Silence, echoes off the wall…

which is a line from a song by the late Randy Vanwarmer, who I think was massively under-rated

So, first this quote from a book I didn’t rate as highly as I thought I was going to

In his 1968 Boyer lectures, the anthropologist W.E.H. Stanner spoke of the ‘great Australian silence’ about the atrocities and injustices perpetrated against Indigenous people. Stanner argued that the level of inattention to the place of Aboriginal and Torres Strait Islander peoples in Australian history books could not be explained by mere ‘absent-mindedness’. Rather, Stanner suggested that this neglect had been structured into the Australian identity, creating ‘a view from a window which has been carefully placed to exclude a whole quadrant of the landscape.’

page 47 of Beyond White Guilt by Sarah Maddison

and then this from the wonderful Gillian Tett of the Financial Times…

Why did so few people inside or outside the banking world spot the risks that were developing in the world of complex credit and credit derivatives before 2007? What does that failure imply for regulators and policy makers in the future? These questions have provoked a welter of debate since the banking crisis erupted – and a host of different answers. Some observers have blamed the issue on flawed regulatory and economic thinking among policy makers and central bankers, or a “cover-up”, in the sense that bankers were deliberately hiding their riskiest behaviour from regulators. The issue of “regulatory capture” has also been blamed. However, this paper argues that two other problems need to be recognised too. Firstly, the financial world was a pattern of «social silence», to coin a phrase used by Pierre Bourdieu, the French sociologist, which ensured that the operations of complex credit were deemed too dull, irrelevant or technical to attract interest from outsiders, such as journalists or politicians. Secondly, there was a problem of silos, or fragmentation, both in a structural and cognitive sense, which made it hard for both insiders and outsiders alike to take a holistic vision of how credit was developing. Taken together, that made it hard to “join up the dots” about the dangers in the credit world, until it was too late. And, as such, this raises policy questions and challenges for the future.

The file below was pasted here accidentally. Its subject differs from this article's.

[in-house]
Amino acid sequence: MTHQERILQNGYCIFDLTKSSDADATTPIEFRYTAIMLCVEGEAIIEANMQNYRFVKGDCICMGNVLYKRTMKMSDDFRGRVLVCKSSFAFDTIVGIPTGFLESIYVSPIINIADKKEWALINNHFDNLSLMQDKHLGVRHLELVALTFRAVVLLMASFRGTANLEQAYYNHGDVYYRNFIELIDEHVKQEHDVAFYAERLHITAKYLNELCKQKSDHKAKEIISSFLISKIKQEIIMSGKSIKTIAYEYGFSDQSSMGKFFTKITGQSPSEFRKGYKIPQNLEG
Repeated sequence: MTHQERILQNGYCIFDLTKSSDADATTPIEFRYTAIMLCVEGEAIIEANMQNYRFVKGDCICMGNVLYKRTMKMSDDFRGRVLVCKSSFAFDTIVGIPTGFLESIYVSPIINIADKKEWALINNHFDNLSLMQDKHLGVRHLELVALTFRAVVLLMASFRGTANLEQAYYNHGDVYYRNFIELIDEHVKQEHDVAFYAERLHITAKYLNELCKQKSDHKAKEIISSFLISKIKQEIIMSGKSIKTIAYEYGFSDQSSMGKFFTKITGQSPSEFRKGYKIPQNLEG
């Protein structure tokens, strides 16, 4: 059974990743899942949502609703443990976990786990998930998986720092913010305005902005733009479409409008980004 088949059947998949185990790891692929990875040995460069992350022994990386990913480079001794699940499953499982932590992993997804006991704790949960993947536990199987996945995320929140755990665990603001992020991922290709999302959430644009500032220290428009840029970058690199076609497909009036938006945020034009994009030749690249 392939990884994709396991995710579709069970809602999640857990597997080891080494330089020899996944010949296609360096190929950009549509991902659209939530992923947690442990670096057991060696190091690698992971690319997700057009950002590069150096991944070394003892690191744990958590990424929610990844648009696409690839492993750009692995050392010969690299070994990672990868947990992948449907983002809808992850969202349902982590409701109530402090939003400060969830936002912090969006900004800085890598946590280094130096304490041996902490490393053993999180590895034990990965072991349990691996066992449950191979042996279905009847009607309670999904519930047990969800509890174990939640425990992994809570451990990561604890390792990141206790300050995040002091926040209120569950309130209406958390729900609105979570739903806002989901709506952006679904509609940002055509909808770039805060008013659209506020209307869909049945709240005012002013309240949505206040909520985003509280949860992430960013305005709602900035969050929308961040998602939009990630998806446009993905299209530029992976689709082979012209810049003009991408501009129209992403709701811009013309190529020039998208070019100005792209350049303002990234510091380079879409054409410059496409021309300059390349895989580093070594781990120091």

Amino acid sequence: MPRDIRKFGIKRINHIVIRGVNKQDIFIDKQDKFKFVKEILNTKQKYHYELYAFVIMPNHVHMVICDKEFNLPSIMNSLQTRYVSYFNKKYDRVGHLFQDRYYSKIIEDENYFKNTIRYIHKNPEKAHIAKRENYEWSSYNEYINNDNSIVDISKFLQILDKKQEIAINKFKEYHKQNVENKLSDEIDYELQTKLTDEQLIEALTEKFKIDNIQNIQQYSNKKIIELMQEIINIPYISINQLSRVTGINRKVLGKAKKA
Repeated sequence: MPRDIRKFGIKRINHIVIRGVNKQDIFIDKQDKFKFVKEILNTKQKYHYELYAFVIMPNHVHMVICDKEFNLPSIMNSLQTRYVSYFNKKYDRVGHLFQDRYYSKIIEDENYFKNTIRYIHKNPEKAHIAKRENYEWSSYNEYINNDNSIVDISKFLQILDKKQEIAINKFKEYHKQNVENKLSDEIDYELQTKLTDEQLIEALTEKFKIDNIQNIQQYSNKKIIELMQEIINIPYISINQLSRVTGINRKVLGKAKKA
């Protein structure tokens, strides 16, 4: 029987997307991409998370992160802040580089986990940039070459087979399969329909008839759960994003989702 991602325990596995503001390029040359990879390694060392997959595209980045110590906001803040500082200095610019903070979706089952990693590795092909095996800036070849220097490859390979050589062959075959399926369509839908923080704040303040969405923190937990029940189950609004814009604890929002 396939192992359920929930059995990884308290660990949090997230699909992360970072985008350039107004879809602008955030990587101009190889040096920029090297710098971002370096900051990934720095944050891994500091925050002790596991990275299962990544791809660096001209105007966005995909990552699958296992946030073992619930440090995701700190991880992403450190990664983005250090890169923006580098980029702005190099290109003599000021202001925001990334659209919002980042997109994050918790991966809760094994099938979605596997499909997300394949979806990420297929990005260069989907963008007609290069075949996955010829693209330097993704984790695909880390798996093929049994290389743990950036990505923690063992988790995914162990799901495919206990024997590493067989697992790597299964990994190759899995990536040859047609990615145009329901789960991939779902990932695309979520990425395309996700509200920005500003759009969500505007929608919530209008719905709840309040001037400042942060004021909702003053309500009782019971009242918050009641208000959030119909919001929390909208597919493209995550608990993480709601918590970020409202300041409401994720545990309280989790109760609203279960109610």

About dwighttowers

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4 Responses to Silence, echoes off the wall…

  1. dwighttowers says:

    Thanks Rob,

    Gillian Tett is simply amazing. Now the US editor of the Financial Times, she has written so much good stuff!!

    I sent a food campaigner guy your way a week ago. And meant to ask, do you know Deirdre Barrett and her book “Supernormal Stimuli”?

  2. robpatrob says:

    No I don’t – you have my interest now

  3. robpatrob says:

    Thanks for the snips – looked for book on Amazon the Kindle is more expensive than the hard cover?

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